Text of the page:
What Is the IB Primary Years Programme


You’ve likely heard of the

IB diploma for high school students

, but did you know that there’s an IB program specifically for elementary school students, too?

The IB Primary Years Programme, or IB PYP, aims to promote responsibility, critical thinking, and independent inquiry.

Learn more about what the IB PYP entails here in our in-depth guide. We’ll go over the curriculum, how to find an IB PYP school near you, how the IB PYP differs from other IB programs, and how hard the IB PYP actually is.

What Is the IB PYP?


International Baccalaureate Organization (IBO)

offers four distinct types of learning programs for students in elementary school, middle school, and high school.

One of these programs is the

International Baccalaureate Primary Years Programme (IB PYP


, an internationally recognized educational framework geared toward primary school children aged 3 to 12. (The three other programs are the

IB Middle Years Programme

, the

IB Diploma Programme

, and the IB Career-related Programme.)

The IB PYP was introduced in 1997, and its curriculum is

taught at nearly 1,800 schools in more than 100 countries

around the world. Many different kinds of schools teach the IB PYP, including public, private, and international schools.

The IB Primary Years Programme is the first of the four IB programs and was designed to ease the transition for students into the IB Middle Years Programme. The program aims to promote inquiry and foster the development of the whole child through a unique

“transdisciplinary framework,”

meaning that children learn in terms of issues and themes rather than categorically defined subjects.

Through the IB PYP, as well as the other three programs,

students will come to exhibit these 10 traits, which make up the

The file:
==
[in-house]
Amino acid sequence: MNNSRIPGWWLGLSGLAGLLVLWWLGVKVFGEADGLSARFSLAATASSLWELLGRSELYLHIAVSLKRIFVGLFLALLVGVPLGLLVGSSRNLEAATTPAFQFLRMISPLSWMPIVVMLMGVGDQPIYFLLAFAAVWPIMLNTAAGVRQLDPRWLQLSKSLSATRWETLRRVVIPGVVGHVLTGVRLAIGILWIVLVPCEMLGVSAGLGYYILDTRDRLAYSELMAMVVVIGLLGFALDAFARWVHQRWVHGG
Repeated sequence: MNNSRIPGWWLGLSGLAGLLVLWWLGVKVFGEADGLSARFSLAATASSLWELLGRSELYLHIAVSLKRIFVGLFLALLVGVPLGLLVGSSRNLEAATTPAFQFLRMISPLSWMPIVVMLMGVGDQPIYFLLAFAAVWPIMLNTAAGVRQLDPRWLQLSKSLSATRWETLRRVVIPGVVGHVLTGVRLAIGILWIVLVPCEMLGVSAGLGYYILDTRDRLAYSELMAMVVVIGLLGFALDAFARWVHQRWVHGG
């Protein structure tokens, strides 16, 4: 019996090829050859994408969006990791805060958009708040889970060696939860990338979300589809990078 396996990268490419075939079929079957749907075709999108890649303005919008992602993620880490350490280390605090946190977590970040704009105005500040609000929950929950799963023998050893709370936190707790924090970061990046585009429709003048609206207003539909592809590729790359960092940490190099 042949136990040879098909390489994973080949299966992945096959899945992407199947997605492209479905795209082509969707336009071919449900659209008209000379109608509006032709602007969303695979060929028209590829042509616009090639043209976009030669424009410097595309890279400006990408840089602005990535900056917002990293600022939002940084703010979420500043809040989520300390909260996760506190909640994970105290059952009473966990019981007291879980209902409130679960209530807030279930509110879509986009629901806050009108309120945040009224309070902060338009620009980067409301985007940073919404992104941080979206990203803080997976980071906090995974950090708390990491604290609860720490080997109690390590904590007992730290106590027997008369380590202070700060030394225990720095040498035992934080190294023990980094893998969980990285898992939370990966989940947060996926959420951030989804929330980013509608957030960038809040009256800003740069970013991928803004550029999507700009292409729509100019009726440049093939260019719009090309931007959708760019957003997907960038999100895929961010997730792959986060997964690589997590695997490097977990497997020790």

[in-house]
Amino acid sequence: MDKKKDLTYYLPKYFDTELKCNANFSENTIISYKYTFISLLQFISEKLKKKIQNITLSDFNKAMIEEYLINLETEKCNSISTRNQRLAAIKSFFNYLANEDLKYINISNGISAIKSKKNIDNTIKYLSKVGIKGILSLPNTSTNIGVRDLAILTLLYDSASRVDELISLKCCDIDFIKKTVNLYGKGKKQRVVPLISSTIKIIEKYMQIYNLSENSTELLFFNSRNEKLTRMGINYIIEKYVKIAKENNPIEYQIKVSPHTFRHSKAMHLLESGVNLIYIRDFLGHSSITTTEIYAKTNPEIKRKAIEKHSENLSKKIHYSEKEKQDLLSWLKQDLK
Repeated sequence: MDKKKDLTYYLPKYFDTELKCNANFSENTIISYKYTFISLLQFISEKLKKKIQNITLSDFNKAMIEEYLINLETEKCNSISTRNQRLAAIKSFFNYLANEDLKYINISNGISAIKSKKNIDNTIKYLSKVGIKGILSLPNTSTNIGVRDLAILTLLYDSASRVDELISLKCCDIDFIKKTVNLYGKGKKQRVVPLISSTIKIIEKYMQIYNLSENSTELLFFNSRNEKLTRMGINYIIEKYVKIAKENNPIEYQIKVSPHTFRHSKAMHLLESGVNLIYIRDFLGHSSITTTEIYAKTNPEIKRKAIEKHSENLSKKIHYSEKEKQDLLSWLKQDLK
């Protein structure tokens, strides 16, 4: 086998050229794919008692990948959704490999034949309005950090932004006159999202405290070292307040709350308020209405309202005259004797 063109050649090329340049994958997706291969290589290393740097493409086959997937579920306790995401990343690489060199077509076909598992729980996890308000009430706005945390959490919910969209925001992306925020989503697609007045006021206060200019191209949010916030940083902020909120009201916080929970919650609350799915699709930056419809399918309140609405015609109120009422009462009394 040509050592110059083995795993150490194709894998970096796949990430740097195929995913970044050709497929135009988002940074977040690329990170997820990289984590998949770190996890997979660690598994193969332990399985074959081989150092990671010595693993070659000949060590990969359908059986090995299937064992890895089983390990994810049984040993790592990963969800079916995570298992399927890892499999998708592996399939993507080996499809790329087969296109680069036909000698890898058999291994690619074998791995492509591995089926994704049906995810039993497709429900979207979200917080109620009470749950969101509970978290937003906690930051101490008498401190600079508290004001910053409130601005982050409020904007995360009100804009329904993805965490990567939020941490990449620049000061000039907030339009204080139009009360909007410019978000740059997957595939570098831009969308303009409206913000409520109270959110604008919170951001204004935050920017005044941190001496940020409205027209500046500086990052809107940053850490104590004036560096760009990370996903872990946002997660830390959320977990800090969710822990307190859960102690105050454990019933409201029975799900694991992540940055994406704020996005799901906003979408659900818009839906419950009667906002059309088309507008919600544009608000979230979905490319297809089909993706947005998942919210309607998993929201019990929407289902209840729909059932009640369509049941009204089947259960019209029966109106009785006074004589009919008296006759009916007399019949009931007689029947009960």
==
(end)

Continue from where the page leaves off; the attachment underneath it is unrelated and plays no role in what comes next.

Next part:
“IB learner profile”


  • Inquirers
  • Knowledgeable
  • Thinkers
  • Communicators
  • Principled
  • Open-minded
  • Caring
  • Risk-takers
  • Balanced
  • Reflective

With the IB PYP specifically, children learn how to become more self-reliant and independent, and how to take control of and responsibility for their learning.

The following video by IBO should give you a clearer sense of what the program entails:

Why Should You Do the IB PYP?

The IB PYP is a unique approach to learning that offers many benefits to primary school students.

For one, the IB PYP

encourages children to think independently and take responsibility for their actions and learning

. Students are taught the basic tenets of the IB learner profile to help them develop positive, open-minded attitudes toward a variety of topics, skills, and issues.

The program’s

“inquiry-led approach”

allows students to be active participants in their learning by asking questions, exploring ideas, and sharing knowledge with their peers. The classroom is a dynamic atmosphere that encourages students to make discoveries and choose what they would like to study—characteristics that are reminiscent of the

Montessori method


The IB PYP also emphasizes


or becoming more culturally aware and empathetic toward others. This is where the key element of “attitudes” comes into play: students learn how to interact appropriately and openly with others from a variety of backgrounds, cultures, and languages.

It’s also where the idea of learning a foreign language comes in: all IB Primary Years Programme students who are at least 7 years old have the

option to learn another language

. This could be in the form of a bilingual program, for instance.

Additionally, through the IB PYP’s transdisciplinary curriculum, children can engage with issues and subjects in multiple ways. While students will still study traditional subject areas such as math, science, and social studies, they will also

learn how to apply the knowledge and skills they gain from each subject to other issues and areas


Regarding academic performance, participation in the IB Primary Years Programme has been proven to

strengthen students’ critical-thinking skills and improve comprehension

. One study, which was conducted from 2009 to 2011, found that

PYP students performed better in math, reading, and writing than did non-IB students


Finally, the IB Primary Years Programme

offers helpful preparation for the IB Middle Years Programme (IB MYP)

, which many students go on to take once they finish the IB PYP and enter middle school. Note that you are


required to do the IB MYP after completing the PYP. Ultimately, it’s your choice whether you want to stay on the IB path or not!


How Can You Find an IB Elementary School?

The IB PYP is offered at certain primary schools around the world that have undergone a special

authorization process

to become designated as “IB World Schools.”